Legislators and regulators around the world should take a serious look at the actions of auto manufacturers to encourage circular economy principles. For instance, former French Prime Minister Manuel Valls and his Environmental Minister Ségolène Royal passed a law in 2016 mandating that automotive workshops offer customers the choice between spare parts from the circular economy and newly produced parts. The law states that circular economy parts are “used parts” or “parts that have been remanufactured.” The only accepted reasons for workshops not to offer a circular economy product is lack of availability of these parts, severe safety concerns, if the part itself has a warranty issue or if service contracts include special conditions.

The new legislation ensures circular economy parts are a clear option for vehicle owners. This, in combination with attractive pricing, means consumers can now use their buying power to direct the market toward recycled parts. The new legislation becomes active in 2017.

ARA activities to advance reuse of automotive parts

In March 2016, ARA participated in the G7 Alliance on Resource Efficiency’s workshop, “U.S. Workshop on the Use of Life Cycle Concepts in Supply Chain Management to Achieve Resource Efficiency,” which was focused on the automotive sector. The U.S. Environmental Protection Agency (EPA) orchestrated the workshop, and participants included representatives from U.S. and foreign governments, scholars from academia, automakers and other domestic and international auto industry stakeholders, as well as life cycle and sustainability experts from other manufacturing industries. The focus centered on dialogue between the public and private sectors, discussions of life cycle and supply chain analysis and end-of-life challenges.

In a September 2016 EPA report summarizing the discussions of the workshop, ARA contributions to the dialogue are recorded that highlight the need for automakers to design with the “next life” of materials in mind—end of use is not the end of life. It is noted that communication across the supply chain seldom focuses on the “next life” of products, which can limit options for recycling, repurposing, remanufacturing and reuse. One best practice the report identifies is to “create formal business relations between manufacturers and recyclers/refurbishers to eliminate barriers to communication, provide new insights on resource efficiency opportunities and promote new business opportunities.” The report also notes a potential action of convening a meeting with the ARA and OEMs to increase coordination on auto parts numbers and other issues to facilitate recycling, reuse and remanufacturing.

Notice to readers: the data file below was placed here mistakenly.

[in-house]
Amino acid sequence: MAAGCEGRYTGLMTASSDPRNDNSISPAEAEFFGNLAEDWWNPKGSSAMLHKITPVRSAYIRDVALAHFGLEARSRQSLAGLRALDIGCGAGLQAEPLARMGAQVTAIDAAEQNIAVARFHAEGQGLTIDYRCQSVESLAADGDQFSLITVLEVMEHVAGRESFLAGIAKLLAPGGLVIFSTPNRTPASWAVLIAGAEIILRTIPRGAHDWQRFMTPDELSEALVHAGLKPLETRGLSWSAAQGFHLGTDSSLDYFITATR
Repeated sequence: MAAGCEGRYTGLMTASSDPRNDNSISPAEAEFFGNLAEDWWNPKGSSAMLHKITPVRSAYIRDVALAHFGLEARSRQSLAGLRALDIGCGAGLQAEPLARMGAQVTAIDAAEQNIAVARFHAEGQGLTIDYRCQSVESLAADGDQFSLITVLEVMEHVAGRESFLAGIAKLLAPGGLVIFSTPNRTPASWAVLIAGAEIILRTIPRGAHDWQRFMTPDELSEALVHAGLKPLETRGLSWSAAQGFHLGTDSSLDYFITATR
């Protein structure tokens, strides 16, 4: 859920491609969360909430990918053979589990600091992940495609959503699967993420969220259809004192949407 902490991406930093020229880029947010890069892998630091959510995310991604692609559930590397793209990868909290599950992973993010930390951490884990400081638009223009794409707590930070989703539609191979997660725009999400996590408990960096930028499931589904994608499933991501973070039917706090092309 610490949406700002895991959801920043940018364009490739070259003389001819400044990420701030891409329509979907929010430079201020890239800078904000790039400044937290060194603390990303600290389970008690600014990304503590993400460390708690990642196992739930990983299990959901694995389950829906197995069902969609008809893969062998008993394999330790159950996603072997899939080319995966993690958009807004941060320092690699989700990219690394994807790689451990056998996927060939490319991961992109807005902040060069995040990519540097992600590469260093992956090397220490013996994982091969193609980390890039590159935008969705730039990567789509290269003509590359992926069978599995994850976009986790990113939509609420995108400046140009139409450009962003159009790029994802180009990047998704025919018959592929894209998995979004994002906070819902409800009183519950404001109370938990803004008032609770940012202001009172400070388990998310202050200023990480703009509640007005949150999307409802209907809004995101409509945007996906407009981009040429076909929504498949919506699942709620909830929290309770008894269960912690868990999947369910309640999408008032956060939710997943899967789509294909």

ARA followed up on its workshop participation by meeting with EPA representatives in December 2016 to discuss the problematic position statements by automakers against the reuse of automotive parts.

Additionally, the association has continued to work with the office of Rep. Adam Kinzinger (R-Illinois) to push for recyclers’ access to OEM parts numbers and to build data sheets to help address safety issues surrounding recalls and to break down barriers to the reuse of automotive parts.

Most recently, ARA leadership and staff met with Federal Trade Commission (FTC) representatives to discuss the anti-competitive and possible monopolistic nature of certain actions by automotive manufacturers. This meeting continues a meeting held last summer with the FTC to explore disparaging marketing practices of automotive manufacturers toward recycled parts.

ARA is committed to promoting effective competition to ensure efficient repair and maintenance of motor vehicles globally. A true commitment to, investment in and adherence to circular economy concepts not only will benefit our industry but also will open doors to new revenue streams for other sectors of the motor vehicle service and repair marketplace.

ARA continues to call on all stakeholders to recognize the genuine value, safety and benefits that each repair part option (recycled, new, aftermarket, remanufactured) may provide and to address unfair market disincentives for the sale of some types of parts versus others.

Michael E. Wilson is CEO of the Automotive Recyclers Association, Manassas, Virginia. He can be contacted at